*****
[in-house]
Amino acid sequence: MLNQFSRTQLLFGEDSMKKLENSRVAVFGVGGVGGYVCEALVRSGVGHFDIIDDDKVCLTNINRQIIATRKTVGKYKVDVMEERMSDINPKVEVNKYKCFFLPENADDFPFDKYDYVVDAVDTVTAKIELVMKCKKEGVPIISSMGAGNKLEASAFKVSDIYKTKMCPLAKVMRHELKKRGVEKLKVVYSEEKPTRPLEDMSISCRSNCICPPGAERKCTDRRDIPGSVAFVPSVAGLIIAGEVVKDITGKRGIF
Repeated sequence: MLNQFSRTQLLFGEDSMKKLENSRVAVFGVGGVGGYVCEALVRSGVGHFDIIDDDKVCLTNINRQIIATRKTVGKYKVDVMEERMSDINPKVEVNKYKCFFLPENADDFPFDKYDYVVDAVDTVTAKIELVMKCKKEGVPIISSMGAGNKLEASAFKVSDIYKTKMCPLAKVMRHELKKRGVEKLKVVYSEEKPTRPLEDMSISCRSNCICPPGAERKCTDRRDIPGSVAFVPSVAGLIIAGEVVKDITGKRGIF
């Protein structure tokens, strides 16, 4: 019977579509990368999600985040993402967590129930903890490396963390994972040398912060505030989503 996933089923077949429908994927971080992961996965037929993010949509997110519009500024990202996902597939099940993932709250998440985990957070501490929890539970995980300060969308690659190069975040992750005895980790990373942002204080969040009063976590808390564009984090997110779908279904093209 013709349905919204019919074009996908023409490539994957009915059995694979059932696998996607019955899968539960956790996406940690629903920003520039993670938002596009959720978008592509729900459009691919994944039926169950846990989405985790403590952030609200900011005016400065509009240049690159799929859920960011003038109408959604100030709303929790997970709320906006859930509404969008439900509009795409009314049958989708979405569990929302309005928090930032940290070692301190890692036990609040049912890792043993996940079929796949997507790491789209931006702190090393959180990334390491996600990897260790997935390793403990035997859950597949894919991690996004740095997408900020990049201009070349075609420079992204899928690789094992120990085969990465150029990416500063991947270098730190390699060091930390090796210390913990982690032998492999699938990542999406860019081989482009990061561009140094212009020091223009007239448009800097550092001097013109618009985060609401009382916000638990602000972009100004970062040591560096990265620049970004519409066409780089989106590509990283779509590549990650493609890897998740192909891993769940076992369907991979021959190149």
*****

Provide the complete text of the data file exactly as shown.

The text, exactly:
[in-house]
Amino acid sequence: MLNQFSRTQLLFGEDSMKKLENSRVAVFGVGGVGGYVCEALVRSGVGHFDIIDDDKVCLTNINRQIIATRKTVGKYKVDVMEERMSDINPKVEVNKYKCFFLPENADDFPFDKYDYVVDAVDTVTAKIELVMKCKKEGVPIISSMGAGNKLEASAFKVSDIYKTKMCPLAKVMRHELKKRGVEKLKVVYSEEKPTRPLEDMSISCRSNCICPPGAERKCTDRRDIPGSVAFVPSVAGLIIAGEVVKDITGKRGIF
Repeated sequence: MLNQFSRTQLLFGEDSMKKLENSRVAVFGVGGVGGYVCEALVRSGVGHFDIIDDDKVCLTNINRQIIATRKTVGKYKVDVMEERMSDINPKVEVNKYKCFFLPENADDFPFDKYDYVVDAVDTVTAKIELVMKCKKEGVPIISSMGAGNKLEASAFKVSDIYKTKMCPLAKVMRHELKKRGVEKLKVVYSEEKPTRPLEDMSISCRSNCICPPGAERKCTDRRDIPGSVAFVPSVAGLIIAGEVVKDITGKRGIF
């Protein structure tokens, strides 16, 4: 019977579509990368999600985040993402967590129930903890490396963390994972040398912060505030989503 996933089923077949429908994927971080992961996965037929993010949509997110519009500024990202996902597939099940993932709250998440985990957070501490929890539970995980300060969308690659190069975040992750005895980790990373942002204080969040009063976590808390564009984090997110779908279904093209 013709349905919204019919074009996908023409490539994957009915059995694979059932696998996607019955899968539960956790996406940690629903920003520039993670938002596009959720978008592509729900459009691919994944039926169950846990989405985790403590952030609200900011005016400065509009240049690159799929859920960011003038109408959604100030709303929790997970709320906006859930509404969008439900509009795409009314049958989708979405569990929302309005928090930032940290070692301190890692036990609040049912890792043993996940079929796949997507790491789209931006702190090393959180990334390491996600990897260790997935390793403990035997859950597949894919991690996004740095997408900020990049201009070349075609420079992204899928690789094992120990085969990465150029990416500063991947270098730190390699060091930390090796210390913990982690032998492999699938990542999406860019081989482009990061561009140094212009020091223009007239448009800097550092001097013109618009985060609401009382916000638990602000972009100004970062040591560096990265620049970004519409066409780089989106590509990283779509590549990650493609890897998740192909891993769940076992369907991979021959190149």